Salivary glands make saliva, or spit. A salivary gland stone is a piece of hard material, usually calcium, that can form in any of the three main salivary glands in the mouth. Salivary gland stones are also called salivary duct stones. Stones form most often in the gland that releases saliva below the tongue.
A stone can block saliva from flowing out of the gland. When saliva backs up behind the stone, it can make the gland swell. The gland swells while you are eating, and then the swelling goes down slowly afterward. The swelling and pain may be under the jaw or in the area in front of the ear, depending on which gland is affected.
Your doctor will ask you about your symptoms. He or she may be able to see and feel the gland under your skin or in the floor of your mouth. You may get an imaging test, such as a CT scan or ultrasound. This will help your doctor know if you have a stone and not some other problem.
Most stones come out into the mouth on their own. While the stone is in the gland, your doctor may have you take medicine for pain. There are also some things you can do at home to help move the stone. If the stone in your gland hasn't come out within a few weeks, your doctor will discuss treatment options with you.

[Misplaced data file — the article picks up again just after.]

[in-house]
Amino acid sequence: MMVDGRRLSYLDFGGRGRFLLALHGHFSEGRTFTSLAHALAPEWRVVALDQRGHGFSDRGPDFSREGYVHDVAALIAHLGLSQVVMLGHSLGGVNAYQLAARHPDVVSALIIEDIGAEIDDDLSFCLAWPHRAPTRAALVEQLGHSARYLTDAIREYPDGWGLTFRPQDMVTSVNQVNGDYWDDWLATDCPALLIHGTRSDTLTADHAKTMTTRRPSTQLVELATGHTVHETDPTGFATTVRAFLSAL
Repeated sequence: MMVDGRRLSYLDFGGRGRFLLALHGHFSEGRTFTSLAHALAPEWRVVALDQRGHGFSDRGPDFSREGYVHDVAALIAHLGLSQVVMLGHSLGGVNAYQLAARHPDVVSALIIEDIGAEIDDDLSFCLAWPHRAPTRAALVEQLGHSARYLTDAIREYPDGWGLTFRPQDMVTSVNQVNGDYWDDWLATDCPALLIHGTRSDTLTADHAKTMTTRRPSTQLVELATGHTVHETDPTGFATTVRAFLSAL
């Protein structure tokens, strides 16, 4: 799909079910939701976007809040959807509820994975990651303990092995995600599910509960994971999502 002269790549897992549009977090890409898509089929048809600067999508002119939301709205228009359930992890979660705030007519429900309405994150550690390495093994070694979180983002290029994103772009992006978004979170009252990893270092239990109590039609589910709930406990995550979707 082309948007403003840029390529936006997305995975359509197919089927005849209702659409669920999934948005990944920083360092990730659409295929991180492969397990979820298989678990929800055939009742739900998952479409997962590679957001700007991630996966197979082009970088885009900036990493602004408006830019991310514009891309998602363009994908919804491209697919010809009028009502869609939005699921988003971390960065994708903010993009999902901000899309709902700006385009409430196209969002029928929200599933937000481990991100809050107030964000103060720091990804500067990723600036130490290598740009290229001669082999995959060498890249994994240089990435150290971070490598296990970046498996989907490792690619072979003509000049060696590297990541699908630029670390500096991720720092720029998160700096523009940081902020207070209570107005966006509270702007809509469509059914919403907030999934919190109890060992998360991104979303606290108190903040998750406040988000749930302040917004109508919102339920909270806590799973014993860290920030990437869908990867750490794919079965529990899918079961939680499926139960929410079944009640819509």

Follow-up care is a key part of your treatment and safety. Be sure to make and go to all appointments, and call your doctor or nurse call line if you are having problems. It's also a good idea to know your test results and keep a list of the medicines you take.
Call your doctor or nurse call line now or seek immediate medical care if:
Watch closely for changes in your health, and be sure to contact your doctor or nurse call line if:
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Current as of: July 29, 2016
E. Gregory Thompson, MD - Internal Medicine
& Kathleen Romito, MD - Family Medicine & Donald R. Mintz, MD - Otolaryngology
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